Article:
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Gary Atkin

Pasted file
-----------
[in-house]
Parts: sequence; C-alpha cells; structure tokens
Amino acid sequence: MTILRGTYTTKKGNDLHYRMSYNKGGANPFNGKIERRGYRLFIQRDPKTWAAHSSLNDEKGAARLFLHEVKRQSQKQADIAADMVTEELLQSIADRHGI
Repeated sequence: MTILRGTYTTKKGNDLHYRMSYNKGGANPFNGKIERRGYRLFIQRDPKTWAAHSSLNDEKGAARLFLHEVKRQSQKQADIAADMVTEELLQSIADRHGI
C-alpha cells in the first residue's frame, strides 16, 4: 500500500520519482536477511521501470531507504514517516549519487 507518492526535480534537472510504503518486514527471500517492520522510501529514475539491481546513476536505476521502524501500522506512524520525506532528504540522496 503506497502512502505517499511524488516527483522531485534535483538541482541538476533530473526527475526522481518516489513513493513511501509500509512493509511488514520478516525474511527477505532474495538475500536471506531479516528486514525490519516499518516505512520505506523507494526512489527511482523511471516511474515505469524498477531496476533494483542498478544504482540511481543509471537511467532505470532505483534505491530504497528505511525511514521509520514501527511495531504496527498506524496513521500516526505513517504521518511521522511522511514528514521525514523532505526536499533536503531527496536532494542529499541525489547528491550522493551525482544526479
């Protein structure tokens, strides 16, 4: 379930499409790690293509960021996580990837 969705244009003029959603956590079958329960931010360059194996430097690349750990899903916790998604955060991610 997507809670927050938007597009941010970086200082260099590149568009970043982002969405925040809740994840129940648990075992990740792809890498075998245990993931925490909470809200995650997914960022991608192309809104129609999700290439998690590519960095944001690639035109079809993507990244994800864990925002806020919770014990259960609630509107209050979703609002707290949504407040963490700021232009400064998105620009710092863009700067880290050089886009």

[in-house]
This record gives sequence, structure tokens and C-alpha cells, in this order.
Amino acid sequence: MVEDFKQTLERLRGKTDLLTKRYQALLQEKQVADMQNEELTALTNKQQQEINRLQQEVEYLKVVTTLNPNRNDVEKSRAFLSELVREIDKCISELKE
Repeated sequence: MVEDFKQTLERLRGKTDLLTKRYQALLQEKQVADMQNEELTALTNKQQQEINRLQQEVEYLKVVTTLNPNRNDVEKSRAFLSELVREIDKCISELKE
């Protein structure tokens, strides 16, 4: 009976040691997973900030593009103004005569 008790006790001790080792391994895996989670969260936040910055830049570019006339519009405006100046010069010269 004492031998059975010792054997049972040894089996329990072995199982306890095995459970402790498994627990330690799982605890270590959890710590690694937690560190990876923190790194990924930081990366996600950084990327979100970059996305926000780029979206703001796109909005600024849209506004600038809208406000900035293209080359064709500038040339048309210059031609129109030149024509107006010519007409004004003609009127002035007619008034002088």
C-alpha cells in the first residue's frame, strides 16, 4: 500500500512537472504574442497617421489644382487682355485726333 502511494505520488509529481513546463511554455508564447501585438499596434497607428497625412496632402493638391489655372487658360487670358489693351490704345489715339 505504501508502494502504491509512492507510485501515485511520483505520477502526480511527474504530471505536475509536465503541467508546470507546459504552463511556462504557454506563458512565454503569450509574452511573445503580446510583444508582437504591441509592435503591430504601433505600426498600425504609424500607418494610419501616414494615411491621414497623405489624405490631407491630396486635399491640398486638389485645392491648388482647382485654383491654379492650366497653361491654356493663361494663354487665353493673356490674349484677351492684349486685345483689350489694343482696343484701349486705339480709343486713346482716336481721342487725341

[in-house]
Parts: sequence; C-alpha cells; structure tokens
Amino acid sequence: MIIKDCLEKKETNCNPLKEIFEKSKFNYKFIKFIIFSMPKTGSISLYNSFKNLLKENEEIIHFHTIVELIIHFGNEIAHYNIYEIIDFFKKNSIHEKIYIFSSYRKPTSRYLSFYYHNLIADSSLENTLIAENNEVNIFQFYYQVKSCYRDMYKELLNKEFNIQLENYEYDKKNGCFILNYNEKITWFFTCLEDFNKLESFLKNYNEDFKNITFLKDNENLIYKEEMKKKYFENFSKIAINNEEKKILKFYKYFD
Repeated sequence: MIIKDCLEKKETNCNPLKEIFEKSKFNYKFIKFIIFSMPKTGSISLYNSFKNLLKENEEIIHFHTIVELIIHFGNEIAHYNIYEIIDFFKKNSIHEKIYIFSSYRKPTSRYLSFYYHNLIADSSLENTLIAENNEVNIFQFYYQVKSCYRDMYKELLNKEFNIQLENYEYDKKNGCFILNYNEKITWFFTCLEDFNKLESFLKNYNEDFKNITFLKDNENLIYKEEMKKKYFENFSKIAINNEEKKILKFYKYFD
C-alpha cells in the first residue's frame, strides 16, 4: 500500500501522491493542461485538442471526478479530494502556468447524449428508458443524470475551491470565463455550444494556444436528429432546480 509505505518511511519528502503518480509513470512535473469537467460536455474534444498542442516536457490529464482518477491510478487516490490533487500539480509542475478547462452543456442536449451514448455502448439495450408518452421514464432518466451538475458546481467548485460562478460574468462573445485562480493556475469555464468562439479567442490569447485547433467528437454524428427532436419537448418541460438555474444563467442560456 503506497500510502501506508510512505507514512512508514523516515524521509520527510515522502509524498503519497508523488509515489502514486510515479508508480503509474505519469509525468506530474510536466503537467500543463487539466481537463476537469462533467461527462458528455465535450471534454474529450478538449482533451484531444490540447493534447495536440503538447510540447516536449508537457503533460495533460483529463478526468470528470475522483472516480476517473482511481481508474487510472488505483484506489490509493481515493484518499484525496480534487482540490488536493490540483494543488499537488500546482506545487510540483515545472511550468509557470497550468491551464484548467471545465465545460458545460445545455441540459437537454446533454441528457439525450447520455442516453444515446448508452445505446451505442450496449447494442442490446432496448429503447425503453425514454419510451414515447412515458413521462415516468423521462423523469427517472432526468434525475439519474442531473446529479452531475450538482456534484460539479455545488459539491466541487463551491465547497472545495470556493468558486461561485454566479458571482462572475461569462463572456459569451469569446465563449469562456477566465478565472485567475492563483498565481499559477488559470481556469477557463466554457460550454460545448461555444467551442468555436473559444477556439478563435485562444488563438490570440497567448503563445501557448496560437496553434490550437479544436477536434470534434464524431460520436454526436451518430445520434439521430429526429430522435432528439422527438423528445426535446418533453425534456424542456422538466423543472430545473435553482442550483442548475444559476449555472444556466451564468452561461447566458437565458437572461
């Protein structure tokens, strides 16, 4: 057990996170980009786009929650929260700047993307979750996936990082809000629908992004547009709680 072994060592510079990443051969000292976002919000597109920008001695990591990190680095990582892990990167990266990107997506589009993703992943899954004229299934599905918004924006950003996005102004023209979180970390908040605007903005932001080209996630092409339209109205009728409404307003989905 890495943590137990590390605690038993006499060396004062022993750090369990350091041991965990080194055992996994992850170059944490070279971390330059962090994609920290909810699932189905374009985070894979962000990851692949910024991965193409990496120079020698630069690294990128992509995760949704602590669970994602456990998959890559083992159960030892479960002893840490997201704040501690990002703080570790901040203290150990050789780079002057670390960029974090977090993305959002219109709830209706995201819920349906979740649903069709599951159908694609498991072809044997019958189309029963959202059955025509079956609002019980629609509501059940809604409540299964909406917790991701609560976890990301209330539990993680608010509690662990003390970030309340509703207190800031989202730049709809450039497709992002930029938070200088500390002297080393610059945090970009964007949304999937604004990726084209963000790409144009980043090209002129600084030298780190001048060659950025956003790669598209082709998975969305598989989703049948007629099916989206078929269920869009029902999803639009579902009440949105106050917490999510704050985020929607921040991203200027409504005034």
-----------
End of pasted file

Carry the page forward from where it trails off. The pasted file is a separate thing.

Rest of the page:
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In 2006, a settlement agreement was reached for employer to pay subsistence benefits to employee until his return to work or further order of ALJ.  Employer agreed to diligently pursue a rehabilitative Return to Work Plan and Employee agreed to fully cooperate.  It stated that, if rehab was not possible, the ALJ would enter an order for PTD (Permanent Total Disability) benefits and, if successful, a specified number of weeks of PPD (Permanent Partial Disability) benefits would continue after the return to work. Employee completed an electronics technician certification program but still could not find work.  The parties then amended the settlement to allow him to complete a two year degree in information technology, during which he diligently continued to search for work.  Unfortunately, he only received one offer in four years, an offer he determined he could not perform due to his medical restrictions.  In 2008, a second settlement was reached so that if he was still unemployed after completing his schooling and after the PPD payments had ceased, the parties could revisit the claim for further benefits through medication or the filing of an Application for Hearing.  In 2009, the employee filed a "Motion for Final Determination of PTD, arguing rehab was not possible.  Employer argued it could not be done on a Motion and that a new Application for Hearing was required to start the process over again.  The ALJ determined that, through no fault of the employee, the Return to Work Plan was unsuccessful and, therefore, the employee was entitled to PTD benefits, a decision the Commission Affirmed.  The Court of Appeals affirmed the decision explaining that there is no specific form for initiating a final determination of PTD benefits when rehab is not possible.  Employer further argued that he had been rehabilitated due to all of his training and glowing reports from his instructors.  The Court explained that, regardless of all of that, the Commission found he could not find work in the field which complied with his medical restrictions, and that was a factual finding for the Commission to make.  A & B Mechanical Contractors v. Labor Comm'n, 2013 UT App. 230, 311 P. 3d 528 (Utah App., 2013)
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